The wikipedia page on ordinal numbers says:

An ordinal number is used to describe the order type of a well ordered set (though this does not work for a well ordered proper class).

What is meant with

though this does not work for a well ordered proper class


Isn't it possible to extend the notion of ordinal number so that we have ordinal numbers of proper class size?


1 Answer 1


To a certain extent, yes, we can treat well-orderings of proper class length; but the resulting objects are no longer sets, and treating them is somewhat difficult. And I see no way of getting proper class ordinals.

Let's recall a bit how ordinals are constructed: we began with the notion of a well ordered set, and then found canonical representatives of each well-ordertype (these are the ordinals).

So let's do the same thing here. A class well-ordering is a class $A$ together with a class $R$ of ordered pairs of elements of $A$, such that every nonempty subset of $A$ has a least element according to $R$. (It might see like I should say "every nonempty subclass, but it turns out that using subsets is enough.)

Now this raises two immediate problems:

  • Talking about specific class well-orderings is easy enough; but how should I write something like "Every class well-ordering is ..."? That would involve quantifying over classes, which can't be done in ZFC.

  • Moreover, there's no obvious way to develop canonical representatives! So even though class well-orderings make sense, there's no obvious notion of "class ordinal".

That said, we can treat class well-orderings to a certain extent; see e.g. this mathoverflow question or this other mathoverflow question. But the point is that things - even really basic things we take for granted - which are true about well-ordered sets and ordinals, can be false for class well-orders.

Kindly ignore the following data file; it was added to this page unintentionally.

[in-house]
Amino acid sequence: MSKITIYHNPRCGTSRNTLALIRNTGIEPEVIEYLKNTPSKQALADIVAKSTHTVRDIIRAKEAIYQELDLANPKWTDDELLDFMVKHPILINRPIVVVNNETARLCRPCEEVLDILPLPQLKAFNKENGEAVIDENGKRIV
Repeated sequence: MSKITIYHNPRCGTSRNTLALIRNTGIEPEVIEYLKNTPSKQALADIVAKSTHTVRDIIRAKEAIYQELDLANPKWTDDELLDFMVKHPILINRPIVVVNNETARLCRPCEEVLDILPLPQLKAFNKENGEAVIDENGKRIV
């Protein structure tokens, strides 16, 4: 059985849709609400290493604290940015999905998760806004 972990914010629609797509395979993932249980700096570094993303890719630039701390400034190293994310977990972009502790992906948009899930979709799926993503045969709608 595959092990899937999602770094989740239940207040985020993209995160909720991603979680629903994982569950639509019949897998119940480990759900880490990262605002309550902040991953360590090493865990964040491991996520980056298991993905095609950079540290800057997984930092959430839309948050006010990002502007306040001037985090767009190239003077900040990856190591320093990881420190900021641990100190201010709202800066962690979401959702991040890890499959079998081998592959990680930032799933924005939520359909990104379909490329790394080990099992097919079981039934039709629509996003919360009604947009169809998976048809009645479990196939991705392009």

• $\begingroup$ What's the problem with this approach: informally, a class is a collection of sets and a meta-class is a collection of classes. We can write down formal axioms handling classes (Morse-Kelley). Similarly, we can write down formal axioms handling meta classes and meta meta classes and so on. Now we could define an ordinal to be the collection of all isomorphic well orderings. When I say "well ordering", then I allow proper class domains. $\endgroup$ Feb 22, 2017 at 21:01
  • $\begingroup$ Is your point that in Morse-Kelley, the approach with represantatives doesn't work? Because I'm assuming you are not working in ZFC (which only handles sets), because there we can't even speak about proper classes (nor about ordinals having proper class size). But the approach with represantatives would work if we had some stages (meta classes, meta meta classes, .....), right? $\endgroup$ Feb 22, 2017 at 21:04
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    $\begingroup$ @PleaseHelp I was indeed working in ZFC, since you didn't specify otherwise. And ZFC can handle classes to a certain degree - a class in a model of ZFC is a collection which is definable (with parameters) in that model, and we can reason about individual classes internally and general classes externally. If you invoke "meta$^n$-classes" as you suggest, then yes, we can make sense of ordinals at arbitrary levels; but then the "meta$^\omega$ class" ordinals are still untreated, even though they can be reasonably definable (e.g. the meta$^\omega$-class of all ordinals in all senses). (cont'd) $\endgroup$ Feb 22, 2017 at 21:28
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    $\begingroup$ By Burali-Forti, you're never going to escape something like this happening - in any theory you choose, there will be "reasonably definable" well-orderings which are too long to be treated nicely in the theory. $\endgroup$ Feb 22, 2017 at 21:28
  • $\begingroup$ "But the point is that things - even really basic things we take for granted - which are true about well-ordered sets and ordinals, can be false for class well-orders." Could you give an example? $\endgroup$ Feb 22, 2017 at 22:54

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